Agon pas de deux – George Balanchine, music: Igor Stravinsky
Zenaida Yanowsky, Carlos Acosta
La Sylphide pas de deux – August Bournonville, music: Herman Løvenskjold
Yuhui Choe, Valentino Zucchetti
Winter Dreams pas de deux – Kenneth MacMillan, muic: Pyotr Illyich Tchaikovsky
Tierney Heap, Nehemiah Kish
The Dying Swan – Mikhail Fokine, music: Camille Saint-Saëns
Diana and Acteon pas de deux – Agrippina Vaganova, music: Riccardo Drigo
Marianela Nuñez, Carlos Acosta
End of Time pas de deux – Ben Stevenson, music: Sergei Rachmaninov
Anna Rose O’Sullivan, Nehemiah Kish
Je ne regrette rien – Ben Van Cauwenbergh, music: Edith Piaf
Les Bourgeois – Ben Van Cauwenbergh, music: Jacques Brell
Carmen pas de deux – Carlos Acosta, music: Georges Bizet
Tierney Heap, Valeri Hristov
Nisi Dominus – William Tuckett, music: Claudio Monteverdi
Majísimo – Georges García, music: Jules Massenet
Marianela Nuñez, Tierney Heap, Yuhui Choe, Anna Rose O’Sullivan, Carlos Acosta, Valeri Hristov, Nehemiah Kish, Fernando Montaño
Orchestra of English National Opera
Reviewed by: G. J. Dowler
Reviewed: 13 December, 2015
Venue: The Coliseum, London
After the horrors of his Carmen it is good to write something positive about Carlos Acosta, who is continuing to bow-out of the Classical Ballet world in a series of performances of a fragrant pot pourri of dance highlights. He assembled several of his chums from The Royal Ballet, and packed-out London’s Coliseum. Naturally, everyone wanted to see him one last time, and he did not disappoint, even if his appearances showed a sensible husbanding of resources: Balanchine’s spiky pas de deux from Agon, which requires judicious partnering but little that is too demanding, and the jolly Cuban 60s tosh that his Majísimo, which demands pose and attitude, and the jokey ’drunken’ solo Les Bourgeois. He saved his energy for a ripping performance of the Soviet warhorse pas de deux Diana and Acteon for which he donned the famous pelmet of material before launching himself into a series of trademark virtuoso jumps and tricks. Stirring stuff.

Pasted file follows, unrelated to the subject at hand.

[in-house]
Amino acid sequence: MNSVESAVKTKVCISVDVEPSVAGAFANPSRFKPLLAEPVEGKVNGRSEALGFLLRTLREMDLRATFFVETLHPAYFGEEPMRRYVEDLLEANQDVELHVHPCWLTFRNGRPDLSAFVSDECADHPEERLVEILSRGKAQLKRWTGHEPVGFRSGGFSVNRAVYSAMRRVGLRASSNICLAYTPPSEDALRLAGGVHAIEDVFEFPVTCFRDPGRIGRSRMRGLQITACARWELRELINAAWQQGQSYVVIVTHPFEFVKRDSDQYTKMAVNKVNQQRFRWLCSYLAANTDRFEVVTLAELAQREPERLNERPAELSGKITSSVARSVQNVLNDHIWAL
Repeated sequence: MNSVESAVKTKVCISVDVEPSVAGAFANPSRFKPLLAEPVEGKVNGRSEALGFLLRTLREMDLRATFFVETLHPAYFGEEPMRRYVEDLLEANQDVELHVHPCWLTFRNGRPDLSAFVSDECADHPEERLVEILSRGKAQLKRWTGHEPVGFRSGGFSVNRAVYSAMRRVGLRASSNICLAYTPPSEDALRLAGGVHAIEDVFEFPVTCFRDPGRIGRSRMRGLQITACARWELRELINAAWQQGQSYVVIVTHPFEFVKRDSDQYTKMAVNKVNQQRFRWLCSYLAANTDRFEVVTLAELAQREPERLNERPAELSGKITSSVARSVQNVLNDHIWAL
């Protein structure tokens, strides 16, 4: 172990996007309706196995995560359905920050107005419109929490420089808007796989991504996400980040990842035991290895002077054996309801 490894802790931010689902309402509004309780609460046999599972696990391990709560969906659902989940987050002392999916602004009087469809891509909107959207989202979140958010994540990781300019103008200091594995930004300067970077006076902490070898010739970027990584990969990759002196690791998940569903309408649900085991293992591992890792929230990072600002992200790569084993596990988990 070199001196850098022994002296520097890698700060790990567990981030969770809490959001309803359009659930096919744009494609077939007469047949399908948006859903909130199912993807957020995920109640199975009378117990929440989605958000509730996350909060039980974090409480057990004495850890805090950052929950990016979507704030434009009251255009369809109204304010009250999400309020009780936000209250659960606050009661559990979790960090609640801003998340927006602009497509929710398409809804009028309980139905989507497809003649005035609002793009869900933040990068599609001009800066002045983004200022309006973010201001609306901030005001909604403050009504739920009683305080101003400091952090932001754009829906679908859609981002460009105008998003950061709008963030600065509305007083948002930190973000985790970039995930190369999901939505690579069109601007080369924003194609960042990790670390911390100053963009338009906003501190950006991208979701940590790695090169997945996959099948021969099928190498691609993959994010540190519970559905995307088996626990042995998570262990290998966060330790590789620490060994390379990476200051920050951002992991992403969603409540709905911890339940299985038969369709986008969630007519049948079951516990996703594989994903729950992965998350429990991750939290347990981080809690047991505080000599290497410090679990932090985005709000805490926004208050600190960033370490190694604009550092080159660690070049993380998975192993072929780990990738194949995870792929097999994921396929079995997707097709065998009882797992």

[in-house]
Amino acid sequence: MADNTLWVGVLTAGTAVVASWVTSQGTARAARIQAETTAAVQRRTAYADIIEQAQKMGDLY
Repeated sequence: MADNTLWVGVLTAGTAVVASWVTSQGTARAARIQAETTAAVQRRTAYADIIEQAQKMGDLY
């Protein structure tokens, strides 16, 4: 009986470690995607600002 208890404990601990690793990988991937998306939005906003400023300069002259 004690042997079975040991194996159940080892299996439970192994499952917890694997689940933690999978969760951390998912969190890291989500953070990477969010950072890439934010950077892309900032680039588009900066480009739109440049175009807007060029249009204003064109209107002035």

Acosta maintains his uncanny ability to connect with his audience, and they, we, cheered him not only for a satisfying two hours in the theatre but also all that he has contributed to British and world ballet; from Cuba via Texas to London, where he has made his home, he has been taken to our hearts.
It was also very good indeed to see Zenaida Yanowsky, one of The Royal Ballet’s invisible Principal dancers, simply not cast for months on end, and yet nearing the end of her career. Every performance therefore becomes precious both for her and for her audience, and in various appearances, she shows that she can hold a massive theatre with her unerring sense of it and drama; from the ice maiden Agon pas de deux, during which the most extreme demands are taken with un-flappable cool, to a superb Dying Swan, dismissed by many as outdated nonsense by some, still beloved by the audience, still the epitome of the ballerina in the collective consciousness.
William Tuckett’s odd, even trite, solo for her, Nisi Dominus, to a section from Monteverdi’s Vespers, was transcended by her artistry and so meant that a turn and a flick of the wrist carried weight and drew the eye.
A regular dance partner for Acosta, Marianela Nuñez seems never happier than exulting in virtuoso choreography, so Diana and she made for a perfect fit – she hurled herself into every trick, whipping into multiple pirouettes or diving into vertiginous positions from which she pulls out with a cheeky smile playing across her lips. Other items were more varied, although there was the added bonus, alas through injury, of seeing Valentino Zucchetti, a hugely promising young dancer at The Royal Ballet, in the La Sylphide pas de deux: jumps high and airy, footwork tight and precise.
Yuhui Choe missed some Bournonvillean nuance, but surprised with a sassy solo Je ne regrette rien. Nehemiah Kish and Anna Rose O’Sullivan were impressive, too, in the mottled body stocking of the End of Time pas de deux by Ben Stevenson, the choreographer having been Acosta’s director at Houston Ballet between 1993-1998.
This was a well-crafted evening, with a pleasing conceit of the backcloth rising at times to reveal dancers stretching and preparing themselves for the next number. Musical standards were very high with the Orchestra of ENO in fine form under Paul Murphy’s expert ballet baton.